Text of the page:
[Speex-dev] New jitter.c, bug in speex_jitter_get?

Jean-Marc Valin jean-marc.valin at usherbrooke.ca
Wed May 3 18:54:44 PDT 2006

> Perhaps, but then you need to assume that the jitterbuffer can just  
> throw away the data, and that limits how you can use it.  In object- 
> oriented terms, you might want to pass objects to the JB, and then  
> call a destructor on them.  In C terms, you may want to allocate  
> frames via malloc(), and then call free() on them later.  You might  
> want to pass in reference-counted objects of some sort, etc.

Are we talking about the same thing here? I'm talking about IP packets,
more specifically datagrams. These contain a bunch of bytes and a
length. With RTP you get a timestamp as well. That's all. No object
oriented stuff until you decode them (which is done after it leaves the
jitter buffer).

> Mainly they're different because you don't ever want the jitterbuffer  
> to throw them away -- you always want to deliver them.  They probably  
> have zero duration (are impulses), and will overlap in timestamps  
> with the audio frames.  You may not want to consider them in your  
> jitter calculations.

Depending on how the control stuff works, you probably don't *need* a
jitter buffer in the first place. At best you'll want to reorder the
data, no?

> > Also, why would you want to give it structs? AFAIK, IP packets
> > can only contain bytes anyway.
> Of course.  But, in the way I've used the JB, and I would imagine in  
> most cases, the application which uses it is going to be parsing the  
> network stuff before putting it into a JB, and would put it into a  
> structure or object.  Clearly, everything is just bytes, and you  
> could do something similar with your JB api by passing in pointers  
> and len==4, _if_ your jitterbuffer didn't have the ability to just  
> drop frames internally.

Why would you parse and do work *before* putting it in the jitter
buffer, especially not even knowing whether you'll actually use it.

> The time in my implementation doesn't need to be wall time, nor do  
> timestamps;  They're all relative to each other, and the beginning of  
> the "session".   I think everything would work OK +- some constants  
> if the scale were different.

But why do you need that time in the first place?

> > Why no overlap? What if you want to include a bit of redundancy  
> > (doesn't
> > have to be 100% either) to make your app more robust to packet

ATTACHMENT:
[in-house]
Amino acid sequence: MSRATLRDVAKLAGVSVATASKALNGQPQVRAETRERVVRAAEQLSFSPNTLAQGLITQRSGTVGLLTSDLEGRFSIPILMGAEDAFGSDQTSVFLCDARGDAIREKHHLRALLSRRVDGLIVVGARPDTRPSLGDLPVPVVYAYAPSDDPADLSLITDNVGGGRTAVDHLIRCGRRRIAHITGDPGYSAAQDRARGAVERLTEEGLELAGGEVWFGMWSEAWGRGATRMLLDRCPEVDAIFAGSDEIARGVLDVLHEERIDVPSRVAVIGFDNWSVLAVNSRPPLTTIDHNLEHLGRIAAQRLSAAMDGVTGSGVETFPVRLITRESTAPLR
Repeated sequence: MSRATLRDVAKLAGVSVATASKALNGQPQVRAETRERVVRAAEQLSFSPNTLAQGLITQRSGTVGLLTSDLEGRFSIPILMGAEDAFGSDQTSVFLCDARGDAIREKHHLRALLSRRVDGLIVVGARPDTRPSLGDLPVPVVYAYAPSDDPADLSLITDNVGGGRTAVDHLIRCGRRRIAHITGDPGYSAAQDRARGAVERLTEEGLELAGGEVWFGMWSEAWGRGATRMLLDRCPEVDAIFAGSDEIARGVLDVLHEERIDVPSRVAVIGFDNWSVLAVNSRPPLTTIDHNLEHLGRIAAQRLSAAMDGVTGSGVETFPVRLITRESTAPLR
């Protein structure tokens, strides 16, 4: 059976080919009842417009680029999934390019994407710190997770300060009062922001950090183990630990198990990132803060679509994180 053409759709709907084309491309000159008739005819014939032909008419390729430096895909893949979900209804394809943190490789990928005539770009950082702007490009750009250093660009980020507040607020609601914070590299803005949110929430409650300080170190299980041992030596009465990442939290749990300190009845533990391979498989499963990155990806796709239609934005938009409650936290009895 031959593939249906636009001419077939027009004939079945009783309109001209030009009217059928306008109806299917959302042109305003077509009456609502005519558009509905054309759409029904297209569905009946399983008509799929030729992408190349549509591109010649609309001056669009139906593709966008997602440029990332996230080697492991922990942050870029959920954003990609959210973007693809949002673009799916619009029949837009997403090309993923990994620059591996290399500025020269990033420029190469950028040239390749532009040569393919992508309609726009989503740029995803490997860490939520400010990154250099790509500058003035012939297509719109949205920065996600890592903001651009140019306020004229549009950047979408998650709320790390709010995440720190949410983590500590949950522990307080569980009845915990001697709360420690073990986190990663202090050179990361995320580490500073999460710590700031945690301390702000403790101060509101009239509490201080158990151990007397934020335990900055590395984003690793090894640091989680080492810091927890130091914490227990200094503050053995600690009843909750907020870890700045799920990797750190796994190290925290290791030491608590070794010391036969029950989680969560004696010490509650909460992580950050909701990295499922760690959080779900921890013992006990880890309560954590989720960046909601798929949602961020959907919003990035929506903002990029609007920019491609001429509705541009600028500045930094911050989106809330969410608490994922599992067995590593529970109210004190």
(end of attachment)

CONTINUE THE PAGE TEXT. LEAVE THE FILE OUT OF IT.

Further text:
> > loss? You
> > could want to send a packet that covers 0-60 ms, followed by 40-100  
> > ms,
> > followed by 80-140 ms, ...
> I see now.  I hadn't considered this, but it could also be expressed  
> as a sequence of 20ms frames, some of which are dups, and some which  
> have identical arrival times.  I'm not sure how my implementation  
> would handle this, but I don't think it breaks the API.

What do you mean expressed as a sequence. You mean you'd break the
frames down before sending them? Sounds complicated and even technically
impossible for the general case (what if the frames *can't* be broken
down for a particular codec?).

> > Well, that API clearly has limitations that mean I can't use them  
> > to do
> > what I need. Unless you're willing to change that (and even then  
> > I'm not
> > sure), there's no way we can use the same API. I still suspect it  
> > may be
> > possible to wrap by current API in that API. Of course, some features
> > would just not be available.
> I think it would, except that your API lets the jb destroy data on  
> it's own, which would be bad, for example, if the data was a control  
> frame, or in every case, because frames are usually malloced.

What's the problem about the jitter buffer destroying control frames. If
you need to send them reliably, don't use UDP in the first place and
don't use a jitter buffer.

> Yours may indeed be better than mine, but before you say it won't get  
> confused, let's see what happens if it gets into asterisk and a lot  
> of real-world broken streams get thrown at it :)

Of course, I'm always interested in more testing. However, I've already
(voluntarily and especially involuntarily) abused it nonsensical data
and I have yet to see it fail (i.e. go into an irrecoverable state). 

> What really would help in the long run is if we had some kind of test  
> harness to run these things in, and good test data culled from real- 
> world situations.   I had some hacky tools like this I used when I  
> built my implementation, but nothing really good.

Sure. I guess it comes down to collecting (recording timestamps and all)
data from real applications in real scenarios. Then you figure out the
"right" behaviour and compare with what you obtain.


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